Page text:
This is a group of conditions in which there is a deficiency of the hormone insulin or an insensitivity to it. A diabetic animal has insufficient insulin to stop glucose production by the liver or to efficiently store excess glucose derived from energy giving foods. Therefore, the blood concentration of glucose rises and eventually exceeds a level beyond which the kidneys can dispose of it into the urine. This causes larger than normal volumes of urine to be produced. The excessive loss of water in urine causes increased water consumption.
The main clinical signs of a dog affected by Diabetes Mellitus are:
- Excessive urination;
- Excessive water consumption; and
- Weight loss.
Other clinical signs may include: cataracts, increased appetite, exercise intolerance and recurrent infections. If the production of ketones by the liver is excessive a condition called ketoacidosis occurs which makes the affected dog very sick.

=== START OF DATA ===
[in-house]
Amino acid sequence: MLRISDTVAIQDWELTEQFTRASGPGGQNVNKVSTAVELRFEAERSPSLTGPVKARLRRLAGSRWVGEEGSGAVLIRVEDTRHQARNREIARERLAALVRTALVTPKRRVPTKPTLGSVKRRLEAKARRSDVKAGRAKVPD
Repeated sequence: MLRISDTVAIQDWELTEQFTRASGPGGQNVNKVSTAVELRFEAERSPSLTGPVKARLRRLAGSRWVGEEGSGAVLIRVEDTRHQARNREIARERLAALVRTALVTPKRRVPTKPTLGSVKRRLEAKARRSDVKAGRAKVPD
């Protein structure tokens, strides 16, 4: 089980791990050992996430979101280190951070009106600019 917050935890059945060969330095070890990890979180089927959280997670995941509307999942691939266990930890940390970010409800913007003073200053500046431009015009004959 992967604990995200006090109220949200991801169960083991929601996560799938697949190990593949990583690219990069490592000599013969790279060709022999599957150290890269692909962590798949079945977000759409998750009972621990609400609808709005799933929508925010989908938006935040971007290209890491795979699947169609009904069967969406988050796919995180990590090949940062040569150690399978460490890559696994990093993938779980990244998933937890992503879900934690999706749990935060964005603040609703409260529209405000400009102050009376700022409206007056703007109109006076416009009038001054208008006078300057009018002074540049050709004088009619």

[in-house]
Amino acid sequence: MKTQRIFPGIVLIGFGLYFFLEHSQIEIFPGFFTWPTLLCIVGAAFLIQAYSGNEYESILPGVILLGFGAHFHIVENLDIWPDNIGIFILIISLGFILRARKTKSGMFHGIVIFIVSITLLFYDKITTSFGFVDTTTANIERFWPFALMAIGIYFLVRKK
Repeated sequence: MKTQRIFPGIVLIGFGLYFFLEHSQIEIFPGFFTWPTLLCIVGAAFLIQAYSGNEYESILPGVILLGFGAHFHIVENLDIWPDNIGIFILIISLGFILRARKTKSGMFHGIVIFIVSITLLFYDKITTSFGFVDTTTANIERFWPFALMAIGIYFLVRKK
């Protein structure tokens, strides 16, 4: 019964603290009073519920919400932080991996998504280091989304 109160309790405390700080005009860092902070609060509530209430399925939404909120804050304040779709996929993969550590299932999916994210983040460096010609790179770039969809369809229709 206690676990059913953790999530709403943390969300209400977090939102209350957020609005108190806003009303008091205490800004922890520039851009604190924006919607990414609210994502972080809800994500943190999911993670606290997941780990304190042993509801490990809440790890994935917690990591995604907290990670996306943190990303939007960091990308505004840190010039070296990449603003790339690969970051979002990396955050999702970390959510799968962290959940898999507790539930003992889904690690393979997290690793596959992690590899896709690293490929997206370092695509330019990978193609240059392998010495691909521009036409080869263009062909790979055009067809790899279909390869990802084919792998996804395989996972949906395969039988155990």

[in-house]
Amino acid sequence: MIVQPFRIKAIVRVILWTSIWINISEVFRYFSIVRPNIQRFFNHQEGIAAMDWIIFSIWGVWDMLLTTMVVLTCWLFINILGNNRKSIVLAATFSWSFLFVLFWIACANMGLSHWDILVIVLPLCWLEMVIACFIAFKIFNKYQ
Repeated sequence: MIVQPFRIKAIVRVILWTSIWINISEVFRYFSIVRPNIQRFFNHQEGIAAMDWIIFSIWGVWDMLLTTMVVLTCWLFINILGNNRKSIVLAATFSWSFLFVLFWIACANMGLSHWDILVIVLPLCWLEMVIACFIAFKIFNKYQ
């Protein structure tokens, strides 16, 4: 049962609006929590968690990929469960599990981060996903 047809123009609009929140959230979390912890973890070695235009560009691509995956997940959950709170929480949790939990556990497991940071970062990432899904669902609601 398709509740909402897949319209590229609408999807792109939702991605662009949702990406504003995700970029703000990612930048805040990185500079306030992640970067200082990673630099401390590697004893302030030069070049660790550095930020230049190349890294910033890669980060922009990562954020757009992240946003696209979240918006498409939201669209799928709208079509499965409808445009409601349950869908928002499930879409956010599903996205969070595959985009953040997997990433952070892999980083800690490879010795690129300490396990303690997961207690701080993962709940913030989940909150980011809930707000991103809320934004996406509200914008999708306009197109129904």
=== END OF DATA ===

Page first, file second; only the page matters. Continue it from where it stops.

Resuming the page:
The normal treatment is insulin by injection. Unfortunately, oral hypoglycemics are not useful in the treatment of dogs with Diabetes Mellitus.
- Canine Diabetes — Information for owners of Canine’s with Diabetes Mellitus.
Note: This section of the Canada’s Guide to Dogs website is intended as a source of information only. It is not intended as a substitute for professional care. Always consult with your Veterinarian about health related matters.